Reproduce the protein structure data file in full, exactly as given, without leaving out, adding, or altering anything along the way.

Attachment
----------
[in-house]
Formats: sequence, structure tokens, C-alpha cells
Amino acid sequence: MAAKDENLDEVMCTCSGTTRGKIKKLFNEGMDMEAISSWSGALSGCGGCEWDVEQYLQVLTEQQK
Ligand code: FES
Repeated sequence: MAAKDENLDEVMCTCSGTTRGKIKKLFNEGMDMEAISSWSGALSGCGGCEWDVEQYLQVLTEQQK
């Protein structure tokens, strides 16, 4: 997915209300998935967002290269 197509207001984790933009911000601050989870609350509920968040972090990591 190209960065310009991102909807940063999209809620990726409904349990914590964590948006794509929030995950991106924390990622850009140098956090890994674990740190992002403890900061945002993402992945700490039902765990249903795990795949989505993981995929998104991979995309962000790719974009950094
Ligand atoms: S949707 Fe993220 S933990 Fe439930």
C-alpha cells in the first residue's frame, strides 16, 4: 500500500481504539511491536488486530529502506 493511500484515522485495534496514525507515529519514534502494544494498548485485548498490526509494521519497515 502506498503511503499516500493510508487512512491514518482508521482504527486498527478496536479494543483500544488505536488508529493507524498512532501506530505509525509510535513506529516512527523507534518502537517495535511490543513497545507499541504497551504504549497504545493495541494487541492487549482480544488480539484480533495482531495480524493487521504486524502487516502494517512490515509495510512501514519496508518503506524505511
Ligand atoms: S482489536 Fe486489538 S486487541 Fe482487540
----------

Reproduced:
[in-house]
Formats: sequence, structure tokens, C-alpha cells
Amino acid sequence: MAAKDENLDEVMCTCSGTTRGKIKKLFNEGMDMEAISSWSGALSGCGGCEWDVEQYLQVLTEQQK
Ligand code: FES
Repeated sequence: MAAKDENLDEVMCTCSGTTRGKIKKLFNEGMDMEAISSWSGALSGCGGCEWDVEQYLQVLTEQQK
């Protein structure tokens, strides 16, 4: 997915209300998935967002290269 197509207001984790933009911000601050989870609350509920968040972090990591 190209960065310009991102909807940063999209809620990726409904349990914590964590948006794509929030995950991106924390990622850009140098956090890994674990740190992002403890900061945002993402992945700490039902765990249903795990795949989505993981995929998104991979995309962000790719974009950094
Ligand atoms: S949707 Fe993220 S933990 Fe439930």
C-alpha cells in the first residue's frame, strides 16, 4: 500500500481504539511491536488486530529502506 493511500484515522485495534496514525507515529519514534502494544494498548485485548498490526509494521519497515 502506498503511503499516500493510508487512512491514518482508521482504527486498527478496536479494543483500544488505536488508529493507524498512532501506530505509525509510535513506529516512527523507534518502537517495535511490543513497545507499541504497551504504549497504545493495541494487541492487549482480544488480539484480533495482531495480524493487521504486524502487516502494517512490515509495510512501514519496508518503506524505511
Ligand atoms: S482489536 Fe486489538 S486487541 Fe482487540